Karamba Security, an autonomous cybersecurity solutions provider today announced Autonomous Security for connected and autonomous vehicles. The solution is designed to empower the electronic control units (ECUs) of connected cars to protect them from hackers.
The company claims that Autonomous Security is an extension of its Carwall ECU security platform, that enables automotive technology providers to achieve the goals set out in the U.S. Department of Transportation’s guidelines for the safe deployment of autonomous cars.
“The risk of a car hack is lost lives. Any security approach that’s vulnerable to false positives or delayed decision making isn’t providing sufficient security. ECUs have to be able to protect themselves to prevent intrusions. Karamba’s Autonomous Security hardens ECUs with a complete security solution that no one else offers,” said Ami Dotan, CEO and Co-founder, Karamba Security.
How Carwall Autonomous Security works?
Karamba Security explains that its Autonomous Security technology allows any car’s ECU to protect itself from cyberattacks by automatically locking it down to the ECU’s factory settings. The ECU then blocks operations that aren’t part of its factory settings, with a negligible performance impact, which prevents hackers from accessing the car’s safety systems and commandeering them.
All the combat decisions are taken locally on the ECU without requiring it to be connected to protect itself, nor does it need anti-malware updates.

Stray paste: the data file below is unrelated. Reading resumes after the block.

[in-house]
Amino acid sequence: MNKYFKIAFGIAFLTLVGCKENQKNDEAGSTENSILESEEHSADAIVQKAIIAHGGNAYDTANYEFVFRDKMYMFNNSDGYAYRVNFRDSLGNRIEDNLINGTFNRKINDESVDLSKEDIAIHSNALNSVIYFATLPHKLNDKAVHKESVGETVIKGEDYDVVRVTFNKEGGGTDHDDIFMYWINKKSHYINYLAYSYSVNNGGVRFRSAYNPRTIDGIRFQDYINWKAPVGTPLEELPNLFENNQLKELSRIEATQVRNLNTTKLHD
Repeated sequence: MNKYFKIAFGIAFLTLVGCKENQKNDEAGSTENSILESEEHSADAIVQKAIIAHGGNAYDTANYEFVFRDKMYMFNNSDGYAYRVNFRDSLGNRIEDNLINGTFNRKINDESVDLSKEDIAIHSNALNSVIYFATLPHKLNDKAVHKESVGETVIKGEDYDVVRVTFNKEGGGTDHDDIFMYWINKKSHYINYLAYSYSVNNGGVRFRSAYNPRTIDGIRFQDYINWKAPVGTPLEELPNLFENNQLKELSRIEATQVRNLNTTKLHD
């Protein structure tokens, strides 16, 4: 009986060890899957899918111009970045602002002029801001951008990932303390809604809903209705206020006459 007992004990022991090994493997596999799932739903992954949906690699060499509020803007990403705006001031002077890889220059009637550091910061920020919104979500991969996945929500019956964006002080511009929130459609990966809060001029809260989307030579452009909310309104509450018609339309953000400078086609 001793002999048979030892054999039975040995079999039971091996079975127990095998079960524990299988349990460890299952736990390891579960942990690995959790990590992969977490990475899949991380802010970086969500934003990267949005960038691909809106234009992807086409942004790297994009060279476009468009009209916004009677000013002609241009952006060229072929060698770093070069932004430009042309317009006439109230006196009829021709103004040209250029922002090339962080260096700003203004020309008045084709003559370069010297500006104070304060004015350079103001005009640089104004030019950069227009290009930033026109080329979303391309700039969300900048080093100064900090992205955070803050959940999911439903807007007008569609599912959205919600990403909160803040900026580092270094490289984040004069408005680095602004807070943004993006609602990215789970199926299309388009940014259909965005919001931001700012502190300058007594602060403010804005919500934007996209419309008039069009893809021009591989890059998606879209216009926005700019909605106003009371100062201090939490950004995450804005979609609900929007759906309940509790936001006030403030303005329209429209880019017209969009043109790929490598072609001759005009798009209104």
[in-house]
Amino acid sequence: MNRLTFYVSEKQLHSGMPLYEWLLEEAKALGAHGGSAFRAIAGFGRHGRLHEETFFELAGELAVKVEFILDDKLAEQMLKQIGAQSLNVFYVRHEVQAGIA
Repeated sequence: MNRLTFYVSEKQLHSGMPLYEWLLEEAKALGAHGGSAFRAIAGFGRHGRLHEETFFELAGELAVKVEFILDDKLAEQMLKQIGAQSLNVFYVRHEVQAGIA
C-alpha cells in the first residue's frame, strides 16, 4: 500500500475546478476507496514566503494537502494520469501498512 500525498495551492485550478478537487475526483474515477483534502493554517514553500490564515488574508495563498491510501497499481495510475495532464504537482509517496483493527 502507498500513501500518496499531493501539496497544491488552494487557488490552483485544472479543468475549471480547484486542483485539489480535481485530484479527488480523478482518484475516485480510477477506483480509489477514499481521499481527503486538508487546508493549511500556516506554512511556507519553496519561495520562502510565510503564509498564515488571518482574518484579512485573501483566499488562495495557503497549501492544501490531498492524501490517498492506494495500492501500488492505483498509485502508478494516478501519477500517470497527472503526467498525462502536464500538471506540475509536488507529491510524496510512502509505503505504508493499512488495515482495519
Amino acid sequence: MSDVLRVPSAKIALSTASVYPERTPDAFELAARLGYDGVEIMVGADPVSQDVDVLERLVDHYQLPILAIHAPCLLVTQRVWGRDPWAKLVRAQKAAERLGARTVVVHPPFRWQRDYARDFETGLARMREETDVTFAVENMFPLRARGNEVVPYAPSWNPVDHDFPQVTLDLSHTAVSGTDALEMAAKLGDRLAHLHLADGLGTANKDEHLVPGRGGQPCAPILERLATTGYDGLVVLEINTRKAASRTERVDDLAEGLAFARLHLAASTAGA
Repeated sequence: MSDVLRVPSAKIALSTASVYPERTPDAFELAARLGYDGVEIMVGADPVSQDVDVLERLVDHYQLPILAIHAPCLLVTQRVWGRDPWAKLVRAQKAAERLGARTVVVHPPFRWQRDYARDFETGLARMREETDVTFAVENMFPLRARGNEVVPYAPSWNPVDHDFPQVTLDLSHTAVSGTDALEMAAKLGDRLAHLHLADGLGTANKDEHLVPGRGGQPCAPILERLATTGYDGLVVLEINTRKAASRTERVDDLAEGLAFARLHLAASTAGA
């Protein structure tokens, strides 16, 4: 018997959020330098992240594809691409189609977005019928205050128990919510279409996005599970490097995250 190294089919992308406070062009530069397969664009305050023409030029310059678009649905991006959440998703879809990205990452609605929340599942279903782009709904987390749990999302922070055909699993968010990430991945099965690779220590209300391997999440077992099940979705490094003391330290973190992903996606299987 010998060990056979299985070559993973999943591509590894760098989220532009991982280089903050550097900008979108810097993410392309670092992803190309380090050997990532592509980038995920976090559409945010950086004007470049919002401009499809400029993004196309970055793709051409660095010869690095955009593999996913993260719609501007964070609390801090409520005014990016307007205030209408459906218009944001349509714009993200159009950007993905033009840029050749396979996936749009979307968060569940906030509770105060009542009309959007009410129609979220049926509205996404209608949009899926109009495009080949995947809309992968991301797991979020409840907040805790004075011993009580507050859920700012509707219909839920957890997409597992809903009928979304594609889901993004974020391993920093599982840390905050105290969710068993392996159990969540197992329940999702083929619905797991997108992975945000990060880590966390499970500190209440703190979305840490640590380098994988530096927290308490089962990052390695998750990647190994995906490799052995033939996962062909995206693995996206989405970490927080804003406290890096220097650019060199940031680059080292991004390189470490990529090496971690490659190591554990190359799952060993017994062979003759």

Today, the company has also added a new capability called in-memory protection, as part of its Autonomous Security suite. With in-memory protection, the ECU autonomously blocks memory-based attacks such as buffer overrun and return oriented programming (ROP). ROP is a computer security exploit technique that allows an attacker to execute code in the presence of security defenses.
No risk of false positives
Since Karamba Security’s Autonomous Security works by locking down the ECU to instructions that are known to be good, it does not have to “guess” about a command it may not have seen before, thus avoiding the risk of false alarms, or false positives, inherent in other approaches. False positives, the company explains, can lead to legitimate car commands failing to execute, consequently risking lives.
In the report, “Autonomous Automotive Cybersecurity,” Sam Abuelsamid, Senior Research Analyst, Karamba Security concludes that solving cybersecurity problems is critical for achieving a growth in autonomous vehicles, and one key risk he singles out is the probability of having false positives. With today’s network-based approaches, approximately two of every 100 commands suspected as malicious on the car’s CAN bus network will be mistakenly blocked.
“The fatality risk of such frequent blocking of valid operations is something the automotive industry cannot tolerate,” he said.
Separately, Karamba Security also announced a new strategic investment round led by Fontinalis Partners, a firm solely focused on investing in and scaling technology companies that are advancing next-generation mobility solutions. Fontinalis Partners led the $2.5 million round, with participation from existing investors YL Ventures and GlenRock.